As a three-year varsity football starter and Patriots fan, I felt compelled to cover this story in-depth from my viewpoint.
"The Thief Has a Burning Hat"
I know it's a funny expression, but in the case of the troubled star, the hat fits. The meaning is that guilty people unintentionally expose themselves by their gestures, expressions, or behavior. As the effusive former Eagles cornerback and Jets head coach Herm Edwards once said, “Don’t press send!” Had Antonio Brown aka ‘Tony Toe Tap’ heeded this advice, he’d probably still have a job.
Despite being fairly characterized as a locker room cancer, teams were still willing to give him a shot because of the one common denominator in all of this—the guy’s a special talent. Following a laundry list of bizarre and downright annoying behavior, the AB roller coaster fell completely off the rails after it took a gravely serious turn. An allegation of rape and sexual assault on multiple occasions was the beginning of the end for Brown, but not exactly in a way you’d imagine.
Simply put, Antonio Brown has a social media problem. He, dare I say it, has an obsession. It all started in the Steelers locker room after a big win where head coach Mike Tomlin was giving a post-game speech in which he made reference to his upcoming New England Patriots opponents using some colorful language.
Now, I and many others didn’t see the big deal of Tomlin referring to his opponents in an unflattering way (this is a professional football locker room full of grown adults). That wasn’t the issue; the issue was that Brown decided to record the speech on Facebook Live, and roughly 40,000 people saw and heard it in real time.
"Keep Cool on Social Media"
The kicker of all this is that, according to Tom E. Curran of CSN New England, “someone, probably a player, can be heard on the video following Tomlin’s speech, cautioning players to be careful what they put out on social media this week. ‘Keep cool on social media’, they said. ‘This is about us, nobody else.’ " Also, if you want to get technical, according to NFL insider Adam Schefter, “NFL policy prohibits players from posting messages on any social media platform 90 minutes before kickoff through post-game interviews.”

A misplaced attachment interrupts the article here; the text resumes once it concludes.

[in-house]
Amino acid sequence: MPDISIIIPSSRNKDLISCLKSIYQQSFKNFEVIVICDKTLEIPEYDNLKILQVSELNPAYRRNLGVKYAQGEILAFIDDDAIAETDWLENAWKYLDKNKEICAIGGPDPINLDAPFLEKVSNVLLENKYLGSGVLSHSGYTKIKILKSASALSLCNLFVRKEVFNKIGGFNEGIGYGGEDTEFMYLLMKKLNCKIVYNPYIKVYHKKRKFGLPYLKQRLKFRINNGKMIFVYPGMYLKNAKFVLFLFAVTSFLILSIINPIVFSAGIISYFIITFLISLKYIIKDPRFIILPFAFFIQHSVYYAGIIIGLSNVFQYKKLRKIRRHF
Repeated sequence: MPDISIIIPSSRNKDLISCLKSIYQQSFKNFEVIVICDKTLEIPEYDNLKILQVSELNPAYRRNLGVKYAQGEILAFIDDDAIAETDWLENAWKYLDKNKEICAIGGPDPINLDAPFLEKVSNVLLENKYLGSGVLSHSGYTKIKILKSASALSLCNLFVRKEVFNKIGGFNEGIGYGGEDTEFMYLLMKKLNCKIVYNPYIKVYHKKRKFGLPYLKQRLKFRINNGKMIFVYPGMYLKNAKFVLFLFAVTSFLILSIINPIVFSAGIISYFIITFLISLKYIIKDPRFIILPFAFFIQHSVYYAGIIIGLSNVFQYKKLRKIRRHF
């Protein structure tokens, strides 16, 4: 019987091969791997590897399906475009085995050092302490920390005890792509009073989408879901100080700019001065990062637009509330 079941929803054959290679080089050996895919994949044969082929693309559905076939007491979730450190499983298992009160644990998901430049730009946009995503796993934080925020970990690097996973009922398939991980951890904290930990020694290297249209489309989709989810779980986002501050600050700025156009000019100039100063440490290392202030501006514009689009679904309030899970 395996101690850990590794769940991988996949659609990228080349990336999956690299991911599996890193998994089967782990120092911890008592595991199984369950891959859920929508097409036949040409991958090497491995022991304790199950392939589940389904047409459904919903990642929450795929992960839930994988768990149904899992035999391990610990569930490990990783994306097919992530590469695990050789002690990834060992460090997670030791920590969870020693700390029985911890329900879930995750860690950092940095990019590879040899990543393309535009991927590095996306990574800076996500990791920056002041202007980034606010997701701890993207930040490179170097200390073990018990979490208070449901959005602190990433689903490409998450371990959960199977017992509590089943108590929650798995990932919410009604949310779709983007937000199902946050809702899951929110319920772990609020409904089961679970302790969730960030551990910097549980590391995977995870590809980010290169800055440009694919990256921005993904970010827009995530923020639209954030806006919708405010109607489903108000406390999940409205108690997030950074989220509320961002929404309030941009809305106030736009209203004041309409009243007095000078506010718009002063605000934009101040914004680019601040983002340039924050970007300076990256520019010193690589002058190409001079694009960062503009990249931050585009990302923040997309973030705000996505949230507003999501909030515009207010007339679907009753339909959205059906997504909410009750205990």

Was this a cardinal sin? No, but it’s the first in a long line of social media faux pas that would give people the impression that he should de-platform himself and shift the focus to football as opposed to likes and views on social media.
See You Later, Steeltown!
The first stop on the crazy train would be Brown’s final stop in Pittsburgh. After receiving a fine for the Facebook Live video, later reports would come to light from sources in and around the Steelers organization that the all-pro wide receiver's mood had soured, and a disgruntled and apathetic Brown was now roaming the halls of the facilities.
The Confrontation With Roethlisberger
This culminated into a heated dispute with quarterback Ben Roethlisberger during a walk-through prior to a crucial week 17 game against Cincinnati. During the confrontation, Brown chucked a football at Big Ben and then decided to skip the rest of the week's practices leading up to the Sunday showdown. Coach Mike Tomlin was forced to bench AB for the game, which the Steelers went on to win anyway.
Strangely, Brown showed up on the day of the game expecting to play and was present on the sidelines in a fur coat à la Joe Namath. He left at halftime of the game, and the writing on the wall was glaringly clear—he wanted out of Pittsburgh altogether.
Not an Isolated Incident
Teammates of Brown would later reveal that this had been brewing for awhile and it was not an isolated incident. Concessions and exceptions were made during his entire tenure with the Steelers by coach Mike Tomlin with the idea that, as long as he produced on gameday, they’d tolerate the unprofessionalism. I guess one would surmise that by looking the other way, Tomlin created this monster and should accept significant culpability.
Before I get into the circus that was his short stint in Oakland, it’s important to highlight a quote Brown gave to an ESPN reporter that leads me to believe his current state of mind is unhinged and that we may be dealing with one of the biggest narcissists this league has ever seen.
"I don't even have to play football if I don't want," he told Jeff Darlington of ESPN. "I don't even need the game. I don't need to prove nothing to anyone. If they wanna play, they going to play by my rules. If not, I don't need to play. Obviously, I want the game, but I don't need the game. It's a difference."
I’m sure this statement wasn’t exactly what GMs around the league wanted to hear, so you may be asking yourself, who would touch a guy like that? The Oakland Raiders, that's who. When now-deceased owner Al Davis established the culture of “Just win baby!,” I wonder if he’d ask himself, “but at what cost?,’ had he been alive to witness the signing and consequent madhouse created by Brown at the Raiders off-season training camp.
The Oakland Deal
In any event, Oakland regrettably inked a deal with Brown for three years/$50 million, including $30 million guaranteed. It was all sunshine and rainbows at the start of this relationship and . . . what’s that? Nothing, just Antonio Brown arriving to camp in a hot air balloon, how fun!
My Way or the Highway
Let the games begin! Almost immediately after AB began donning the black and silver, reports began to surface that he didn’t like his new helmet and was adamant about wearing the one he’s worn the past nine seasons.
The Helmet Problem